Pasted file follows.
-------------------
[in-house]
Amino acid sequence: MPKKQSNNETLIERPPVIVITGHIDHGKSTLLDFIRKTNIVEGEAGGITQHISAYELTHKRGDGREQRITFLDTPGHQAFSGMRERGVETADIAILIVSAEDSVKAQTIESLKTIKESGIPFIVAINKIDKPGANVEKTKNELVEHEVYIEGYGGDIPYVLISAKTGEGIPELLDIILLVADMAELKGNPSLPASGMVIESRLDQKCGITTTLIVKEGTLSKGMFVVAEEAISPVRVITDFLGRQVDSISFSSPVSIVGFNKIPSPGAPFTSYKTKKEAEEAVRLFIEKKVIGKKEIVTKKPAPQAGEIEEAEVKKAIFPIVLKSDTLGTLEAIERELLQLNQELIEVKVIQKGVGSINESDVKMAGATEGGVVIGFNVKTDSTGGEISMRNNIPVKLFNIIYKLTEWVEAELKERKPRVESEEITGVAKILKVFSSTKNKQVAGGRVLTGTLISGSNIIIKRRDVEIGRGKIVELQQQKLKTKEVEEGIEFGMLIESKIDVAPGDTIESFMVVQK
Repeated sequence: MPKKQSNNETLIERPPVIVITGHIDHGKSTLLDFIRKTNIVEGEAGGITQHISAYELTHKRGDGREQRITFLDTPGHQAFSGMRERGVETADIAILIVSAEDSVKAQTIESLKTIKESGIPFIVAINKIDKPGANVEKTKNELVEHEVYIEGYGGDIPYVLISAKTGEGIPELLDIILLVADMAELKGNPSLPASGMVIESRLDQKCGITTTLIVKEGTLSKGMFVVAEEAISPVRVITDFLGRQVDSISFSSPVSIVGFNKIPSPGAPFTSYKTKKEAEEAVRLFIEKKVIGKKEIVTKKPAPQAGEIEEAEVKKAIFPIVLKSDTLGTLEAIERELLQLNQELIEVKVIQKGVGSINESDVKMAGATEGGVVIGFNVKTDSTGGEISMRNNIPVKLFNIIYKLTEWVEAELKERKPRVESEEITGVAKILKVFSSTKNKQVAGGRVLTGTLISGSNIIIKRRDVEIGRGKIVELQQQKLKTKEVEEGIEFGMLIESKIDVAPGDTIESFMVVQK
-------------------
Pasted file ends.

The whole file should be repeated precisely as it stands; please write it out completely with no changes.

[in-house]
Amino acid sequence: MPKKQSNNETLIERPPVIVITGHIDHGKSTLLDFIRKTNIVEGEAGGITQHISAYELTHKRGDGREQRITFLDTPGHQAFSGMRERGVETADIAILIVSAEDSVKAQTIESLKTIKESGIPFIVAINKIDKPGANVEKTKNELVEHEVYIEGYGGDIPYVLISAKTGEGIPELLDIILLVADMAELKGNPSLPASGMVIESRLDQKCGITTTLIVKEGTLSKGMFVVAEEAISPVRVITDFLGRQVDSISFSSPVSIVGFNKIPSPGAPFTSYKTKKEAEEAVRLFIEKKVIGKKEIVTKKPAPQAGEIEEAEVKKAIFPIVLKSDTLGTLEAIERELLQLNQELIEVKVIQKGVGSINESDVKMAGATEGGVVIGFNVKTDSTGGEISMRNNIPVKLFNIIYKLTEWVEAELKERKPRVESEEITGVAKILKVFSSTKNKQVAGGRVLTGTLISGSNIIIKRRDVEIGRGKIVELQQQKLKTKEVEEGIEFGMLIESKIDVAPGDTIESFMVVQK
Repeated sequence: MPKKQSNNETLIERPPVIVITGHIDHGKSTLLDFIRKTNIVEGEAGGITQHISAYELTHKRGDGREQRITFLDTPGHQAFSGMRERGVETADIAILIVSAEDSVKAQTIESLKTIKESGIPFIVAINKIDKPGANVEKTKNELVEHEVYIEGYGGDIPYVLISAKTGEGIPELLDIILLVADMAELKGNPSLPASGMVIESRLDQKCGITTTLIVKEGTLSKGMFVVAEEAISPVRVITDFLGRQVDSISFSSPVSIVGFNKIPSPGAPFTSYKTKKEAEEAVRLFIEKKVIGKKEIVTKKPAPQAGEIEEAEVKKAIFPIVLKSDTLGTLEAIERELLQLNQELIEVKVIQKGVGSINESDVKMAGATEGGVVIGFNVKTDSTGGEISMRNNIPVKLFNIIYKLTEWVEAELKERKPRVESEEITGVAKILKVFSSTKNKQVAGGRVLTGTLISGSNIIIKRRDVEIGRGKIVELQQQKLKTKEVEEGIEFGMLIESKIDVAPGDTIESFMVVQK